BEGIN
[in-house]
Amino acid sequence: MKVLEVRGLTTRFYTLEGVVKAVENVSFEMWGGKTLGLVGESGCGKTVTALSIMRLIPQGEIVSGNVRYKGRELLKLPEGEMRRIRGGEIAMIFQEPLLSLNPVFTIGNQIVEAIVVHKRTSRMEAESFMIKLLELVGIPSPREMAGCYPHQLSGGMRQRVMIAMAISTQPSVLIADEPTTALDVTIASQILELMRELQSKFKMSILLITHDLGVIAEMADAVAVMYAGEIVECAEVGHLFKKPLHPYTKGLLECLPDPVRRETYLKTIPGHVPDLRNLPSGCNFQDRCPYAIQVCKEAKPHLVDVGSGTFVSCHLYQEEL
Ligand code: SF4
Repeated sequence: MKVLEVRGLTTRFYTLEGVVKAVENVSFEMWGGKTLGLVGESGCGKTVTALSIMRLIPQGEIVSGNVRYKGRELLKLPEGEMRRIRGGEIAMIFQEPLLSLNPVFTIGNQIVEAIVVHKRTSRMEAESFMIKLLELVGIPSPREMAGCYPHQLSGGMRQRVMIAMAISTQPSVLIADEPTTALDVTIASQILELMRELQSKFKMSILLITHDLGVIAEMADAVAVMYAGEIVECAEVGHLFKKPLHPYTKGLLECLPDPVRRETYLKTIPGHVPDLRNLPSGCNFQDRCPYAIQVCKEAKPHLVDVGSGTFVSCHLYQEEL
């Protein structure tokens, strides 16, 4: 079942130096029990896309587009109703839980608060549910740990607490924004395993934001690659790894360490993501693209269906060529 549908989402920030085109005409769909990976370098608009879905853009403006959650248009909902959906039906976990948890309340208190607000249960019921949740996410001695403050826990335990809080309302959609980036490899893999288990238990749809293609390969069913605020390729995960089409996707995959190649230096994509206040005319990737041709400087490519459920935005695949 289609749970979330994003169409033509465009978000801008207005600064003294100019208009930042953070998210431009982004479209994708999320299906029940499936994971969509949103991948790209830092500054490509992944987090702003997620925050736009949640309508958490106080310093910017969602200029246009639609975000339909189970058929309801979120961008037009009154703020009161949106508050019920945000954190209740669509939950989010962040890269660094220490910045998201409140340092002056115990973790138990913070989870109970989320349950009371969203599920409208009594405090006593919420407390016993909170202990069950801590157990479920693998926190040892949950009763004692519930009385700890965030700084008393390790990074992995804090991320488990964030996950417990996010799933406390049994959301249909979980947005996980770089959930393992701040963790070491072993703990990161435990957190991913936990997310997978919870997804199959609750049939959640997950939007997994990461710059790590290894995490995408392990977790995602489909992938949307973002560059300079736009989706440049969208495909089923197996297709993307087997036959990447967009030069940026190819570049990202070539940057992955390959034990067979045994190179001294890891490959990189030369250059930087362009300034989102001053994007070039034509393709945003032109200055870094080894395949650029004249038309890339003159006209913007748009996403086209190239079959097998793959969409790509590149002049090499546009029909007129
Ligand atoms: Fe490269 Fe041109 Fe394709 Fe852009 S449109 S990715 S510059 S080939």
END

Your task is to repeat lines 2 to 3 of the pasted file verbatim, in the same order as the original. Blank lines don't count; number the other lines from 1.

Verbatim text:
Amino acid sequence: MKVLEVRGLTTRFYTLEGVVKAVENVSFEMWGGKTLGLVGESGCGKTVTALSIMRLIPQGEIVSGNVRYKGRELLKLPEGEMRRIRGGEIAMIFQEPLLSLNPVFTIGNQIVEAIVVHKRTSRMEAESFMIKLLELVGIPSPREMAGCYPHQLSGGMRQRVMIAMAISTQPSVLIADEPTTALDVTIASQILELMRELQSKFKMSILLITHDLGVIAEMADAVAVMYAGEIVECAEVGHLFKKPLHPYTKGLLECLPDPVRRETYLKTIPGHVPDLRNLPSGCNFQDRCPYAIQVCKEAKPHLVDVGSGTFVSCHLYQEEL
Ligand code: SF4